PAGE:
AT the beginning of the second week of the Festival, Edinburgh’s own Dunedin Consort took to the stage of the Usher Hall to present Handel’s Samson with a luxury cast of soloists. Director John Butt being the man he is, this was a historically-informed performance, to the extent that the intervals of a long evening were filled with more music, as would have happened in the composer’s day.

Leaving aside other problems in creating an authentic 18th century environment for the music (and the Usher Hall can never be that), Professor Butt’s intention was always inescapably going to be lumbered with a 21st century audience. How does it measure up to earlier watchers and listeners?

In some ways better, in others worse, is probably the equivocal answer, but at this year’s Festival it has often behaved very badly indeed, in its modern way.

The nadir for me was the final performance of clever Belgian dance/film collaboration Cold Blood at the King’s Theatre. This was a work that sometimes made it hard to decide what and where to watch as puppetry and perspective, models and movement, played out live and on the screen above the performers. Concentration was required, but was hampered by fellow occupants of the stalls who, amongst other things: thought it was OK to sit on the floor in the aisles, until they were told not to; decided to move to seats other than the ones they had paid for mid-performance; commented to one another audibly and then burst into gleeful inappropriate applause when they fleetingly caught a glimpse of themselves onscreen as a camera panned to include the auditorium – not unlike fans at a sports arena or outdoor music festival. It was a “selfie” moment for an altogether selfish crowd. This lot – an extreme example, but of an observable tendency this year – were also regularly reprimanded by ushers for consulting, or photographing with, their mobile phones.

Except perhaps at the Queen’s Hall morning chamber recitals, I cannot think of an event where I haven’t seen an instance of imbecilic mobile device deployment, although every performance is prefaced by a request that the audience desist. Observably it is not the young who are the worst offenders. For many of younger people, it seems that the novelty of the gizmos has worn off. Older folk, however, now seem unable to switch off their device and put it beyond use for the duration of a show.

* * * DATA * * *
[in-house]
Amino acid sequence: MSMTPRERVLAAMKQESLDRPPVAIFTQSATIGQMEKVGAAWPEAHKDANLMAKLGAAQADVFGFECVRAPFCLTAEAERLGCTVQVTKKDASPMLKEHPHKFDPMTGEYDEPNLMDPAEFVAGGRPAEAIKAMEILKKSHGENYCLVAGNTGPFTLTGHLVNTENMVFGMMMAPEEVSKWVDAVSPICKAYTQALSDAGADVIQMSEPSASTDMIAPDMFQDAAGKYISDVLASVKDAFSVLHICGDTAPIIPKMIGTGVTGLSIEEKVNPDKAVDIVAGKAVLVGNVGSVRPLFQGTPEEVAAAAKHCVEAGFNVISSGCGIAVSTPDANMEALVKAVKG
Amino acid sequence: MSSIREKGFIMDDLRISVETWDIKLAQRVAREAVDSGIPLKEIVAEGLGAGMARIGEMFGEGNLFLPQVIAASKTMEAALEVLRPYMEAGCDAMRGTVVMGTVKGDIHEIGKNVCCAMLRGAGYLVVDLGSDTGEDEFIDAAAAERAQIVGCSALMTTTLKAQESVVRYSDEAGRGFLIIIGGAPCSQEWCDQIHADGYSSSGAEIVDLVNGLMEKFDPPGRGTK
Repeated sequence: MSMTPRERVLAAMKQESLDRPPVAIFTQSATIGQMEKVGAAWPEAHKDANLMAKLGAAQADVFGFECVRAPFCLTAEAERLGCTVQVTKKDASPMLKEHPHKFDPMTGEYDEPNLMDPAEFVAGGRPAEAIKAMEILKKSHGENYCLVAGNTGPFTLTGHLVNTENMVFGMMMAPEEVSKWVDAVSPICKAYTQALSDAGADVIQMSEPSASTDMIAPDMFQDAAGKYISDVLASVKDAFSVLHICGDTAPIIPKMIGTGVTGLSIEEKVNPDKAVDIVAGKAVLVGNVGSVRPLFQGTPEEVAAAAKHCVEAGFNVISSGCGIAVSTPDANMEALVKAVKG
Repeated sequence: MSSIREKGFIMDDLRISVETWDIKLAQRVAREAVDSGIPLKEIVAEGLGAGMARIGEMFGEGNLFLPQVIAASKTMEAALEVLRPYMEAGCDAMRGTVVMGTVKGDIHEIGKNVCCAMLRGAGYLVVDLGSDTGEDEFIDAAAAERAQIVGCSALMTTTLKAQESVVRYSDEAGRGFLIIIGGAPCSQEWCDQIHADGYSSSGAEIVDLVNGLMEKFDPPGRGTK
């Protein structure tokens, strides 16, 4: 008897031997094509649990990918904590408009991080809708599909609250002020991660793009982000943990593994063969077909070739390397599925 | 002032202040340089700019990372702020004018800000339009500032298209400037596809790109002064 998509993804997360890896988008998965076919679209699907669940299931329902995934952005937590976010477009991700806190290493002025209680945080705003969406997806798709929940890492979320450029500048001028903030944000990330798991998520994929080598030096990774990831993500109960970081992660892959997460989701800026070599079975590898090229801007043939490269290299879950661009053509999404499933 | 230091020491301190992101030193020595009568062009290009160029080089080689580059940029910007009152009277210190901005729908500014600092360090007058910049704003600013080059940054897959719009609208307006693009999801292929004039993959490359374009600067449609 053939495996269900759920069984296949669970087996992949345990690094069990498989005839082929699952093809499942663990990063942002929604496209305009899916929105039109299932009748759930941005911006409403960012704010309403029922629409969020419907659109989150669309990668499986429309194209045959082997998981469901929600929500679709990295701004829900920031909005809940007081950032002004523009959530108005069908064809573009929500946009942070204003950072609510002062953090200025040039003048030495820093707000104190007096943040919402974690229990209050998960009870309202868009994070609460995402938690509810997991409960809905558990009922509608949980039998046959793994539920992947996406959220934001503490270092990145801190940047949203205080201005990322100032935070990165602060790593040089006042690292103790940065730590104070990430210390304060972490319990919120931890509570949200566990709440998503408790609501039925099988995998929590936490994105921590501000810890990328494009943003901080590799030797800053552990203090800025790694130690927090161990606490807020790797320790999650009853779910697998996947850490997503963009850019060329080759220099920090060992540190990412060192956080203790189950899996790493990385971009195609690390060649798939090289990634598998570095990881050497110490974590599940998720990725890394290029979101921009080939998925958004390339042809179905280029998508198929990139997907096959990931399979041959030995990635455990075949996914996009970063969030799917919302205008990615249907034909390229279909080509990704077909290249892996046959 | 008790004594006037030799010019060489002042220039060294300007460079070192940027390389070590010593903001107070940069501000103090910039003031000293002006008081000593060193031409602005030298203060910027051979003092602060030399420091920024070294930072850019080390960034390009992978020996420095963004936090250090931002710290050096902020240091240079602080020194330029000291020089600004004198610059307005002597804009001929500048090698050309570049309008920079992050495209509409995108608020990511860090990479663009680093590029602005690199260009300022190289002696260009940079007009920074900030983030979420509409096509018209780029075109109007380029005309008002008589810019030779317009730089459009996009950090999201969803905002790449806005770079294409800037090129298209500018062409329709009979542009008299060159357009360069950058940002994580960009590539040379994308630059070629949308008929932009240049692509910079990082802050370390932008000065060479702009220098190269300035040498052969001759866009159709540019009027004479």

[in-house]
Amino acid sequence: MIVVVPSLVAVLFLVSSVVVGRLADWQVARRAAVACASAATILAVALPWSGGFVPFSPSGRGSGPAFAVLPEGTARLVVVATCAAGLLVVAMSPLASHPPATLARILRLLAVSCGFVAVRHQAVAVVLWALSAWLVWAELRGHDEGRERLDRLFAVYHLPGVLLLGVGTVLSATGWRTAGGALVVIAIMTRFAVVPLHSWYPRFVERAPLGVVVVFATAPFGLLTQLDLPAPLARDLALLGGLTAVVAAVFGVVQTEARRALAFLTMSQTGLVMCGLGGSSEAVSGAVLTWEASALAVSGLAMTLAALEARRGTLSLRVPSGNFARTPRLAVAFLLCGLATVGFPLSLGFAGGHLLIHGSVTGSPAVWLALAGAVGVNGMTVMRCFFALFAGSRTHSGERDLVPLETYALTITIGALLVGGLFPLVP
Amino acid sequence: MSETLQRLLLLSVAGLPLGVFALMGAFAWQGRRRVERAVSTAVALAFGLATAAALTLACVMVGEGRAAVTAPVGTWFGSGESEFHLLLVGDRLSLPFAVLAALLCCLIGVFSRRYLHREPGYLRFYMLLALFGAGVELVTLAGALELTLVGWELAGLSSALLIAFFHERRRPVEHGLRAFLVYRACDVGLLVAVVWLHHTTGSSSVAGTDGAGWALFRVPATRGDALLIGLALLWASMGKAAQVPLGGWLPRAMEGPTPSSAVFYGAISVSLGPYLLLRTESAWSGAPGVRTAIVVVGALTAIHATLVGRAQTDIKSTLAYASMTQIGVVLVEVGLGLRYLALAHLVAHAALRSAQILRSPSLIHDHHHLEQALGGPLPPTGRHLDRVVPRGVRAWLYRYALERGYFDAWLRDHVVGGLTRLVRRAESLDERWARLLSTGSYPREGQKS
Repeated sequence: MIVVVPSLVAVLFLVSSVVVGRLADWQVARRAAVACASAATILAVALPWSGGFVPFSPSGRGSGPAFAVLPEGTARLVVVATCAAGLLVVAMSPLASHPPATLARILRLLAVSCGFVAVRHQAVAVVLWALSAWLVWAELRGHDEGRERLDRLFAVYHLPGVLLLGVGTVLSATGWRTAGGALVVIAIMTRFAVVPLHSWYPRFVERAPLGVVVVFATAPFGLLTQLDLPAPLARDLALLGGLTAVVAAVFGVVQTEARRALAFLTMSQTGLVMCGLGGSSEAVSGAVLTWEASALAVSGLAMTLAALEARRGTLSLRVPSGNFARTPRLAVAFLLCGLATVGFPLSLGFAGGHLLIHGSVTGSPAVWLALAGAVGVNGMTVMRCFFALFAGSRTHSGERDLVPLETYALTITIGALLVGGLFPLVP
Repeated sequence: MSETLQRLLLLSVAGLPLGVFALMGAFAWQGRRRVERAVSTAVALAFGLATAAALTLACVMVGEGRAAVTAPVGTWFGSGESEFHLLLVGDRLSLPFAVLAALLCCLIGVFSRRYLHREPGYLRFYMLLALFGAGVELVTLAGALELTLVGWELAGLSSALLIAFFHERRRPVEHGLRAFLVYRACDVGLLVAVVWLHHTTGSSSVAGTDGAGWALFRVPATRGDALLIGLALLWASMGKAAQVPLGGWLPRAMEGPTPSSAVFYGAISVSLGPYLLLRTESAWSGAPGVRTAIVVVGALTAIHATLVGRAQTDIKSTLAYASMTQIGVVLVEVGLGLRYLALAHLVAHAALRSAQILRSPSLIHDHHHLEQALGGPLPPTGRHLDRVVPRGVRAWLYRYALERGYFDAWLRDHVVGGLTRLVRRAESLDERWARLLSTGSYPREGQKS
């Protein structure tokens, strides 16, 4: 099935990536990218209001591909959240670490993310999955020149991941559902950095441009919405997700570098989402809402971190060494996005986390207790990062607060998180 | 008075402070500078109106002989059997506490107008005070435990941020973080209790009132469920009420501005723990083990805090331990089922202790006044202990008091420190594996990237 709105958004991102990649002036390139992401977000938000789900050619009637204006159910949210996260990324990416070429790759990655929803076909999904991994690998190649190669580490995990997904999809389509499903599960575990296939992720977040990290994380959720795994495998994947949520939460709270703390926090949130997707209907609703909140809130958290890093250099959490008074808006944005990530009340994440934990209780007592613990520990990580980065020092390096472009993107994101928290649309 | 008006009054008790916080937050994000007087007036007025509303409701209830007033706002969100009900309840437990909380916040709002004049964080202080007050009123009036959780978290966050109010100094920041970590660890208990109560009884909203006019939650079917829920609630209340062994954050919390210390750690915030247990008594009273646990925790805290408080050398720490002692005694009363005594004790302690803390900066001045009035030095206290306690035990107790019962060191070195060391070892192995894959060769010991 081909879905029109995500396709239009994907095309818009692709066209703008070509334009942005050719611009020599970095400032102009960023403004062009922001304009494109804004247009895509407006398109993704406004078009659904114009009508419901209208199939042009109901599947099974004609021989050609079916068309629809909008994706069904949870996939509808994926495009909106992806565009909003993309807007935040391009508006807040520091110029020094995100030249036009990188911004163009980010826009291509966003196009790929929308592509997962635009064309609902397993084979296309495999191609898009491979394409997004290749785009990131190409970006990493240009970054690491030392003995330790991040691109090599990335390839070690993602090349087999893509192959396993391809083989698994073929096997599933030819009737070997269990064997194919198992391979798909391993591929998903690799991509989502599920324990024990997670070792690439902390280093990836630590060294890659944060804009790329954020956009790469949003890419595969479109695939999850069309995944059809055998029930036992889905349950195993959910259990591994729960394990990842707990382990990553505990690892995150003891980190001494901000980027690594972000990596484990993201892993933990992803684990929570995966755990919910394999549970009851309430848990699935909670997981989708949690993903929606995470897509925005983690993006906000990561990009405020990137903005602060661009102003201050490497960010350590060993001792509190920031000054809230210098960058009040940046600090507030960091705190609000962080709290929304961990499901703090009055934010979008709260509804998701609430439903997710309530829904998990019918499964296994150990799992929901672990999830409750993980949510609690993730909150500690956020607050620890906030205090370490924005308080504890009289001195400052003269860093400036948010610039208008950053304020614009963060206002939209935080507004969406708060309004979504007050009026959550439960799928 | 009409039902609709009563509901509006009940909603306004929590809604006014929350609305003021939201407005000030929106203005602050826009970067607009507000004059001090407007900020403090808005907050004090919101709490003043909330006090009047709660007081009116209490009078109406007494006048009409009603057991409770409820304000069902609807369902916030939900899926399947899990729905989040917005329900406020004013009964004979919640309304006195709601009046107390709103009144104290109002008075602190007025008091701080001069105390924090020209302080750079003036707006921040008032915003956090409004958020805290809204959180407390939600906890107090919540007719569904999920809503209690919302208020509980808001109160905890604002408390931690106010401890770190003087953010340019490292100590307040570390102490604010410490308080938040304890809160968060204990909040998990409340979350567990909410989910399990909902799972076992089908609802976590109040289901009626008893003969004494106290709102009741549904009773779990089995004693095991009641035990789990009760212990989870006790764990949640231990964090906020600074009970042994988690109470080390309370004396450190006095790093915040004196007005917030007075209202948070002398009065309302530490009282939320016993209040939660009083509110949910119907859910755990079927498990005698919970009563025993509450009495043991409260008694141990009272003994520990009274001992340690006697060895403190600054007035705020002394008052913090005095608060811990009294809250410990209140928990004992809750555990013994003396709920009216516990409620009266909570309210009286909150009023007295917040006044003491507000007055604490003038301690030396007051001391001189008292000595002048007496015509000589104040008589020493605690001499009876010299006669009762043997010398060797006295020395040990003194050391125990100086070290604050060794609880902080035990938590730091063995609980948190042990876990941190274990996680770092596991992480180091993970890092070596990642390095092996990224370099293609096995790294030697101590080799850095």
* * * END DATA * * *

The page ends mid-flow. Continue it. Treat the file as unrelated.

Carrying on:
People of the same vintage as myself or older were on their phones in front of me at Waiting for Godot in the Lyceum and at the Barber of Seville in the Festival Theatre, while some of the world’s finest performers were giving their all on the stage in front of them.

Among concertgoers at the Usher Hall the problem is endemic and the front of house staff have been forced to instruct audience members to put their phones away at everything I have attended – and almost always older patrons. I have watched someone attempt to film the opening of a popular concerto, while those in the most expensive seats prove unable to resist the urge to check their emails and reply to messages during the music. One group turned out to be invited guests of the visiting London orchestra.

My suspicion is that the sense of perspective younger people are showing to this addiction is a precursor to what will have to happen. Just as speed limits and other safety restrictions were imposed with general agreement or, more recently, smoking in public places was accepted with virtually no dissent, some sort of commonsense will eventually prevail over the use of mobile devices. It may take the introduction of formal restrictions and even statute to bring it about, but just like slower traffic and the smoking ban, we’ll all be the better off for it.